Controversial Indian anchor Arnab Goswami has announced the launch of his new English TV Channel, Republic TV. The announcement comes six months after his departure from the Times Now network where he hosted his nightly program. The anchor is very popular in India for his brash and direct manner and his shows are famous for their shouting matches. He is perceived as being very nationalistic because of his anti-Pakistani rhetoric. He is criticized by many on the left in India for being a representative of the right-wing agenda and that he furthers a biased narrative.
“When a Pakistani terrorist group kills my soldier, I shall not try to look at it through this distilled lens of objectivity”
He is, however, unapologetic when confronted with these accusations:
“When a Pakistani terrorist group kills my soldier, I shall not try to look at it through this distilled lens of objectivity and say I must understand the perspective of the militant terrorist and call him a militant or a gunman,” he says.
He has big plans for his new project. Goswami aims to defeat what he calls the “Indian media cabal operating out of Delhi” by making Republic TV the most-watched English-language news channel in India.
“I would say he was a terrorist and he has killed my country’s soldier. If that violates a few rules of journalism then I would like to violate a few more rules of journalism. I don’t believe in this fake objectivity. I’m an Indian and I will be on the side of India.”
He is an Oxford University graduate and started his career at the Kolkata-based Telegraph in 1994 before joining NDTV. In 2006, he helped set up Times Now where he anchored “The Newshour” before leaving in November.
Goswami has built up a team of around 300 full-time journalists and commercial staff in just four months at Republic TV’s brand new newsroom and studio in central Mumbai. It is not totally clear where the funding for the channel is coming from to run this channel which aims to drive India’s agenda in the world.
“I believe that the hegemony of the Western media has to end,” says Goswami
He has big plans for his new project. Goswami aims to defeat what he calls the “Indian media cabal operating out of Delhi” by making Republic TV the most-watched English-language news channel in India. He also hopes to challenge media giants in the west.
“I believe that the hegemony of the Western media has to end,” says Goswami, wearing black-rimmed glasses.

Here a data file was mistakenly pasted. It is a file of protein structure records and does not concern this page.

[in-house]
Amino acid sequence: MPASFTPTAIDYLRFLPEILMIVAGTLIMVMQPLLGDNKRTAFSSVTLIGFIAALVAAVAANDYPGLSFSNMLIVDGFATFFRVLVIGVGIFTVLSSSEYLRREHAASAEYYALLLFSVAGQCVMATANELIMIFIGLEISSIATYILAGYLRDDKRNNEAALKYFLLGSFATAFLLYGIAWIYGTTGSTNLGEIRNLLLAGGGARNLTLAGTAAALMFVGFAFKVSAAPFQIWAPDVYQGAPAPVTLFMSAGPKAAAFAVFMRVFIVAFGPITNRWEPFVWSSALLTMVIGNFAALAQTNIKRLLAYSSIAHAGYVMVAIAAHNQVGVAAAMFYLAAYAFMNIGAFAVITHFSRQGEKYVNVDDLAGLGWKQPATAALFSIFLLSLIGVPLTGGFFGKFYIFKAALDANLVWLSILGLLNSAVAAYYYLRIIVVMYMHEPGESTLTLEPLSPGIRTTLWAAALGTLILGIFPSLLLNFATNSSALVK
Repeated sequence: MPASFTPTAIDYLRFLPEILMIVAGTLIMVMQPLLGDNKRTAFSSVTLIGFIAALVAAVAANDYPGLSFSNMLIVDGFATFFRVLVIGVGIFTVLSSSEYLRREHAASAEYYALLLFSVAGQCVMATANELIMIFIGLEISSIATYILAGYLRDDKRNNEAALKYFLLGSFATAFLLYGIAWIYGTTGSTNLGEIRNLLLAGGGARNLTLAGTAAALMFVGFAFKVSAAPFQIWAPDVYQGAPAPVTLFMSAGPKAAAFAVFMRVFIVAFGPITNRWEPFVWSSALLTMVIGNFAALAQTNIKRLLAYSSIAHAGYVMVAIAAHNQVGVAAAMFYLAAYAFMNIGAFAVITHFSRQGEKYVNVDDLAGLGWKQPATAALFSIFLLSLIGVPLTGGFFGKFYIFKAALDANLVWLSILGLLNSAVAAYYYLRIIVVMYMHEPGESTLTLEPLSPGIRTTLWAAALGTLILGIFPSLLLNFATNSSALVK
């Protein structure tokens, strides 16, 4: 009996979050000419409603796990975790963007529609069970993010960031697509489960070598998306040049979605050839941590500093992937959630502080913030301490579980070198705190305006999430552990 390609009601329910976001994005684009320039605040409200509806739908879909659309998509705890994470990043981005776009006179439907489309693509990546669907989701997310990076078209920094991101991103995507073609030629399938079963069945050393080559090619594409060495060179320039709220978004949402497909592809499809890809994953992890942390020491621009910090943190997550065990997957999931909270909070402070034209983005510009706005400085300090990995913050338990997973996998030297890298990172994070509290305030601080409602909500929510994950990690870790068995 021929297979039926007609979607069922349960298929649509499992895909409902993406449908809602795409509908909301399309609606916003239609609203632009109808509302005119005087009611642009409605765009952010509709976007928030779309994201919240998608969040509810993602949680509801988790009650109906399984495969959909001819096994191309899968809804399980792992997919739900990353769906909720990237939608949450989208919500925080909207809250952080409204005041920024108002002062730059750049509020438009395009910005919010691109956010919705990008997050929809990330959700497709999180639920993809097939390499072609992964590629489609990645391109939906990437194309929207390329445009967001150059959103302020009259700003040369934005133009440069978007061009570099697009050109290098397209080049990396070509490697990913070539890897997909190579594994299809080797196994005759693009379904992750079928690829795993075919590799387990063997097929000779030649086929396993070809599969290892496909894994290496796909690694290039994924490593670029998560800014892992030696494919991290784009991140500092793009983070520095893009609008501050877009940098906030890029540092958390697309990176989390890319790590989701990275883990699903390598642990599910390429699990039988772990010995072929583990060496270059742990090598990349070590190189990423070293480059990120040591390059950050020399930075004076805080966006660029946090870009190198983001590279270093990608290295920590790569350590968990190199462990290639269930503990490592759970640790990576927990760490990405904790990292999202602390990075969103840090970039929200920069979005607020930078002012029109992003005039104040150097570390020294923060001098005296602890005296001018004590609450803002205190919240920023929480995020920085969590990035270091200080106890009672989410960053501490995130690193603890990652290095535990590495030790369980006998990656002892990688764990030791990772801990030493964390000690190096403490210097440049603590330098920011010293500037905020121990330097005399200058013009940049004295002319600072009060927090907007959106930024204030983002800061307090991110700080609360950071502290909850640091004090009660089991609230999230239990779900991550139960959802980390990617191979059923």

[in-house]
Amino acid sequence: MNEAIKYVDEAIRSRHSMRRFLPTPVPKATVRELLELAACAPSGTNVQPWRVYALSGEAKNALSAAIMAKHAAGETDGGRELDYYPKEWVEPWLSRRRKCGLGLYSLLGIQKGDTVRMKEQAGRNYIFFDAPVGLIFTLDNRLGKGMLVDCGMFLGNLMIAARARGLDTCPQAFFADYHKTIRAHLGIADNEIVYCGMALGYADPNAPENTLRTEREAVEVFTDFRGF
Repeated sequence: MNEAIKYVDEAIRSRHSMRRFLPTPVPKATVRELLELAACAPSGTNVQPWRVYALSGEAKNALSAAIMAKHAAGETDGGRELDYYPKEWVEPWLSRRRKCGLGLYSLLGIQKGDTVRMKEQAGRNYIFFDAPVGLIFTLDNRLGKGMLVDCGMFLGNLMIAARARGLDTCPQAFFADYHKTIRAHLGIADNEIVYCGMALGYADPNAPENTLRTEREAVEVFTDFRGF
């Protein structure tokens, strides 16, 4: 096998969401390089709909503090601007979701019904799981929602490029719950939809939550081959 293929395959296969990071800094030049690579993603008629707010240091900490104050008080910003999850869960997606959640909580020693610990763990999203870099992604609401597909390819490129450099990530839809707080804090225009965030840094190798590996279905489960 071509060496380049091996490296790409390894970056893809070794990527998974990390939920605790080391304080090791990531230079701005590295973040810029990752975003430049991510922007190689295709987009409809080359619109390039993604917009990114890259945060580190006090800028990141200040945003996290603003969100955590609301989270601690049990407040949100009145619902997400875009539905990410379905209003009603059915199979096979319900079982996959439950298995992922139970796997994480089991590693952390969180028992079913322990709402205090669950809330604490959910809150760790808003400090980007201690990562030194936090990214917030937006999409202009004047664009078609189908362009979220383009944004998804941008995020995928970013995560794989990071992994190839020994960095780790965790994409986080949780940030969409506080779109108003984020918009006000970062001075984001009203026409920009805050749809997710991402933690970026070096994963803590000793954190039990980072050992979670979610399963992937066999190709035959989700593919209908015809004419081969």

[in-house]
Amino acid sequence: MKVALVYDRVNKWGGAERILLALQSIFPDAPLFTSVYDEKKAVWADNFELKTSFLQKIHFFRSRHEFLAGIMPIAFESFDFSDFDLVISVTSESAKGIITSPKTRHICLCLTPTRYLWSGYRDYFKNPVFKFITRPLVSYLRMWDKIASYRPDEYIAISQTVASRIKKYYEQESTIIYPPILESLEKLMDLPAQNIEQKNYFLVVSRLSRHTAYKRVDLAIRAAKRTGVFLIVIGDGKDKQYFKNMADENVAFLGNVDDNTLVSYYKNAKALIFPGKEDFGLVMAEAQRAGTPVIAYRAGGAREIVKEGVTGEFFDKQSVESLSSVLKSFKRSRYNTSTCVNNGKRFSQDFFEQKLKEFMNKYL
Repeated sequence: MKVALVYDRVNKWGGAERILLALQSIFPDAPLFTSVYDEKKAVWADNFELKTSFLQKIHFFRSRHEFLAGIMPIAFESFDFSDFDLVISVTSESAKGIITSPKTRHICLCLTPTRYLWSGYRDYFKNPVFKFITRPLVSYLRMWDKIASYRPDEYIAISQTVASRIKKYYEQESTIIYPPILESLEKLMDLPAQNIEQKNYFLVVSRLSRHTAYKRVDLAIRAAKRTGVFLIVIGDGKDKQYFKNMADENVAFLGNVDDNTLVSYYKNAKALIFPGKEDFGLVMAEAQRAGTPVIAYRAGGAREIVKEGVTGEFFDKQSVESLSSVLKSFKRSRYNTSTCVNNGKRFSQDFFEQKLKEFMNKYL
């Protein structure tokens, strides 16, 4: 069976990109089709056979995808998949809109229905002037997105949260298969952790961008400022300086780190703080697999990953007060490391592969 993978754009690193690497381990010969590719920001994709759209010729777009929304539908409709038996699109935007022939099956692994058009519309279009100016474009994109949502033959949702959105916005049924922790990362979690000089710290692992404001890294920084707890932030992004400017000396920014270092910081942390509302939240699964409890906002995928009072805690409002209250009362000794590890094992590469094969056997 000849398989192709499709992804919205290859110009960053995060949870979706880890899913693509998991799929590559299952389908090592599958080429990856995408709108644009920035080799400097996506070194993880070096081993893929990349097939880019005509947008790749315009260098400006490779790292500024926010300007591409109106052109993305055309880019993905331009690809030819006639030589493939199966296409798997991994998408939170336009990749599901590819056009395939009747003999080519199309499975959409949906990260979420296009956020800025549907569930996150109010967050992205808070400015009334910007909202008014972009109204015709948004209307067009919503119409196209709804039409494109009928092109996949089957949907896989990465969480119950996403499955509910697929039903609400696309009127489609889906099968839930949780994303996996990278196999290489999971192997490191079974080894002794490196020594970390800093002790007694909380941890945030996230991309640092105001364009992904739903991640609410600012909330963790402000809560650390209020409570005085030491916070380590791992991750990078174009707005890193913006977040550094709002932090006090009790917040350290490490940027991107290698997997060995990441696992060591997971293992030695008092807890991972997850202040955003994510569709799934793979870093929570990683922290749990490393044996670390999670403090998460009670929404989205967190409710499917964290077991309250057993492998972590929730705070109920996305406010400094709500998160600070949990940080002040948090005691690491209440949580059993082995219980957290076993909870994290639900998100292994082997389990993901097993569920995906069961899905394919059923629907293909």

“There has been too much of a Western dominance over English news media in the world. In the course of the next three or four years, I am certain that I will correct it and I think the challenge to organizations like the BBC or CNN can only come from a multi-cultural, multi-ethnic, vibrant, growing democracy like India.”
Many Indian commentators dismiss this new venture as being an attempt to create the “Fox news of India”.
But he denied claims he wants to make Republic TV the “Fox News of India”.
“It’s the losers in the Indian media market who call us the ‘Fox News’. I’ve never seen Fox News so I don’t seek any inspiration from it.”
“I just do whatever I think comes from the heart. I’m a person who shoots from the hip, I pull no punches, I will do nothing else,”
Goswami’s shows are high-decibel affairs, usually featuring half a dozen panelists on the screen, all simultaneously shouting as the anchor barks questions. “I shout because in India if you don’t shout you’re not going to be heard,” he said, describing more sober news shows as “boring”.
“I would request all the Western audiences to loosen up, roll up their sleeves, have a cup of coffee and wake up when they’re doing the news because some of the news channels abroad put me to sleep,” Goswami added.
He insists he will continue to use the catchphrase “nation wants to know” despite his previous employer filing a legal notice against him trying to stop him from doing so, claiming it is their intellectual property.
Detractors say Republic TV has the backing of investors sympathetic to the ruling Bharatiya Janata Party but Goswami insists he has no party political interest. He supported the government’s decision to scrap high-denomination banknotes, its fight for a single goods and services tax and surgical strikes on Pakistan and wants it to be tougher on militants in Kashmir and Maoist insurgents.
Goswami describes himself as a “liberal nationalist”, saying he supports secularism, greater inclusion, has championed women and LGBT rights, and also questioned both Hindu and Muslim fundamentalism.
“I just do whatever I think comes from the heart. I’m a person who shoots from the hip, I pull no punches, I will do nothing else,” he stated.